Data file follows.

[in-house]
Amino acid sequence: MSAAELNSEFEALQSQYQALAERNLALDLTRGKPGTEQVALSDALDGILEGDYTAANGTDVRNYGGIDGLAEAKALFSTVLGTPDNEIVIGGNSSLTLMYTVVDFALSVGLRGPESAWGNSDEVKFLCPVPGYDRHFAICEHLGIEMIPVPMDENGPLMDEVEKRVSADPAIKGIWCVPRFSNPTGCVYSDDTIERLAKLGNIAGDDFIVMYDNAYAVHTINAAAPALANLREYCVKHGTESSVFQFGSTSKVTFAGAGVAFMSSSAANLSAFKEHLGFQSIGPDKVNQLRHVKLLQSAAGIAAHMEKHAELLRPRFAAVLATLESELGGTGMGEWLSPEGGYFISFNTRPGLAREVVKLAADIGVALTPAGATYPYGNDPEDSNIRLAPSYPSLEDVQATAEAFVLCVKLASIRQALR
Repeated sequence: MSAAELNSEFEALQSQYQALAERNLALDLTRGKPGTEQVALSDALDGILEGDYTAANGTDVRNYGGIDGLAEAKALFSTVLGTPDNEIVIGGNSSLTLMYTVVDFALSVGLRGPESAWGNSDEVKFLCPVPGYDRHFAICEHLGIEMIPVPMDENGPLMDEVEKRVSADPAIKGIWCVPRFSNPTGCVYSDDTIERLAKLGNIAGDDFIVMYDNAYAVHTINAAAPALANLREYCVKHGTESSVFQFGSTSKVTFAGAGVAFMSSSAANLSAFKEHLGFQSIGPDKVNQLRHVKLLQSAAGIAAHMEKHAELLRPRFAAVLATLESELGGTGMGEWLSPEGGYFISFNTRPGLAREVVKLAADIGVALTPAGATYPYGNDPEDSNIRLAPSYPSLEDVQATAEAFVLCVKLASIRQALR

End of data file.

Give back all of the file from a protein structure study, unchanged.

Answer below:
[in-house]
Amino acid sequence: MSAAELNSEFEALQSQYQALAERNLALDLTRGKPGTEQVALSDALDGILEGDYTAANGTDVRNYGGIDGLAEAKALFSTVLGTPDNEIVIGGNSSLTLMYTVVDFALSVGLRGPESAWGNSDEVKFLCPVPGYDRHFAICEHLGIEMIPVPMDENGPLMDEVEKRVSADPAIKGIWCVPRFSNPTGCVYSDDTIERLAKLGNIAGDDFIVMYDNAYAVHTINAAAPALANLREYCVKHGTESSVFQFGSTSKVTFAGAGVAFMSSSAANLSAFKEHLGFQSIGPDKVNQLRHVKLLQSAAGIAAHMEKHAELLRPRFAAVLATLESELGGTGMGEWLSPEGGYFISFNTRPGLAREVVKLAADIGVALTPAGATYPYGNDPEDSNIRLAPSYPSLEDVQATAEAFVLCVKLASIRQALR
Repeated sequence: MSAAELNSEFEALQSQYQALAERNLALDLTRGKPGTEQVALSDALDGILEGDYTAANGTDVRNYGGIDGLAEAKALFSTVLGTPDNEIVIGGNSSLTLMYTVVDFALSVGLRGPESAWGNSDEVKFLCPVPGYDRHFAICEHLGIEMIPVPMDENGPLMDEVEKRVSADPAIKGIWCVPRFSNPTGCVYSDDTIERLAKLGNIAGDDFIVMYDNAYAVHTINAAAPALANLREYCVKHGTESSVFQFGSTSKVTFAGAGVAFMSSSAANLSAFKEHLGFQSIGPDKVNQLRHVKLLQSAAGIAAHMEKHAELLRPRFAAVLATLESELGGTGMGEWLSPEGGYFISFNTRPGLAREVVKLAADIGVALTPAGATYPYGNDPEDSNIRLAPSYPSLEDVQATAEAFVLCVKLASIRQALR